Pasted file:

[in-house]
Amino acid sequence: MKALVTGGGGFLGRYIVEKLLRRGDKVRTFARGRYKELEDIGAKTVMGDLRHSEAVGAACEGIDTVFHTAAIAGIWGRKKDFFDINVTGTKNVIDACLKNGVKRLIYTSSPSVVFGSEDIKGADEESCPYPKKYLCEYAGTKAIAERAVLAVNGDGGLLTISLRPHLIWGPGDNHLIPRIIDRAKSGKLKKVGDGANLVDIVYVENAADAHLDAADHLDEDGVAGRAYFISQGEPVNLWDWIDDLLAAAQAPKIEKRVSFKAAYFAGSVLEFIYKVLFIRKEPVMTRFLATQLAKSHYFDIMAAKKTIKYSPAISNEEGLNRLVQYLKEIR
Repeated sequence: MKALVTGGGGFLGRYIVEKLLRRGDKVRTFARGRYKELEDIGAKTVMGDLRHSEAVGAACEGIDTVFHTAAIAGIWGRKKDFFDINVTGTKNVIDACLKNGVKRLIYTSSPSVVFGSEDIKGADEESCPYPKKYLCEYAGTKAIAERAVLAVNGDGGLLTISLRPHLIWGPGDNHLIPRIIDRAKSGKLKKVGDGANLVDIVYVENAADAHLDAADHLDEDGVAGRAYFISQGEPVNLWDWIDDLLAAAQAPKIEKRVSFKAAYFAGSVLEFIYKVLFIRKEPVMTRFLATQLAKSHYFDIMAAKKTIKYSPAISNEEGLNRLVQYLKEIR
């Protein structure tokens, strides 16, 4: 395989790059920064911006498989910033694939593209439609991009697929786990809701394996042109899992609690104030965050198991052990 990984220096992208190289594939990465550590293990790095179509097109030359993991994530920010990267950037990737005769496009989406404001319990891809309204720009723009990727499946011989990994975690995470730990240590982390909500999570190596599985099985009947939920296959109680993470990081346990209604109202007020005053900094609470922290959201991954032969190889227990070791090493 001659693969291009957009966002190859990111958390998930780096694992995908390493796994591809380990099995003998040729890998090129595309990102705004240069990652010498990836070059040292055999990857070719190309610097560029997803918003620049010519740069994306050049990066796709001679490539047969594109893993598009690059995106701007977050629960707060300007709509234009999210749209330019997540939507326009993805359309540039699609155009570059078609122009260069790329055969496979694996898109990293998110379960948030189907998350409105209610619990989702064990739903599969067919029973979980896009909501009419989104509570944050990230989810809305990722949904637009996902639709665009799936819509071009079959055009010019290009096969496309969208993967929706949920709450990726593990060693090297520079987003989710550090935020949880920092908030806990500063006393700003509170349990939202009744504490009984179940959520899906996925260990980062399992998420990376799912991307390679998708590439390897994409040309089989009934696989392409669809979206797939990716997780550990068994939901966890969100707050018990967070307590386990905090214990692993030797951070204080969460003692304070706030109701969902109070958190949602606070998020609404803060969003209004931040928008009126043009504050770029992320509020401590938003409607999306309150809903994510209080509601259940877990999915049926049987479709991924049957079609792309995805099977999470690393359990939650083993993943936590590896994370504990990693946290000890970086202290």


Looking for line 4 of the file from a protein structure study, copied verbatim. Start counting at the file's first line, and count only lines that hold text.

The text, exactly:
């Protein structure tokens, strides 16, 4: 395989790059920064911006498989910033694939593209439609991009697929786990809701394996042109899992609690104030965050198991052990 990984220096992208190289594939990465550590293990790095179509097109030359993991994530920010990267950037990737005769496009989406404001319990891809309204720009723009990727499946011989990994975690995470730990240590982390909500999570190596599985099985009947939920296959109680993470990081346990209604109202007020005053900094609470922290959201991954032969190889227990070791090493 001659693969291009957009966002190859990111958390998930780096694992995908390493796994591809380990099995003998040729890998090129595309990102705004240069990652010498990836070059040292055999990857070719190309610097560029997803918003620049010519740069994306050049990066796709001679490539047969594109893993598009690059995106701007977050629960707060300007709509234009999210749209330019997540939507326009993805359309540039699609155009570059078609122009260069790329055969496979694996898109990293998110379960948030189907998350409105209610619990989702064990739903599969067919029973979980896009909501009419989104509570944050990230989810809305990722949904637009996902639709665009799936819509071009079959055009010019290009096969496309969208993967929706949920709450990726593990060693090297520079987003989710550090935020949880920092908030806990500063006393700003509170349990939202009744504490009984179940959520899906996925260990980062399992998420990376799912991307390679998708590439390897994409040309089989009934696989392409669809979206797939990716997780550990068994939901966890969100707050018990967070307590386990905090214990692993030797951070204080969460003692304070706030109701969902109070958190949602606070998020609404803060969003209004931040928008009126043009504050770029992320509020401590938003409607999306309150809903994510209080509601259940877990999915049926049987479709991924049957079609792309995805099977999470690393359990939650083993993943936590590896994370504990990693946290000890970086202290």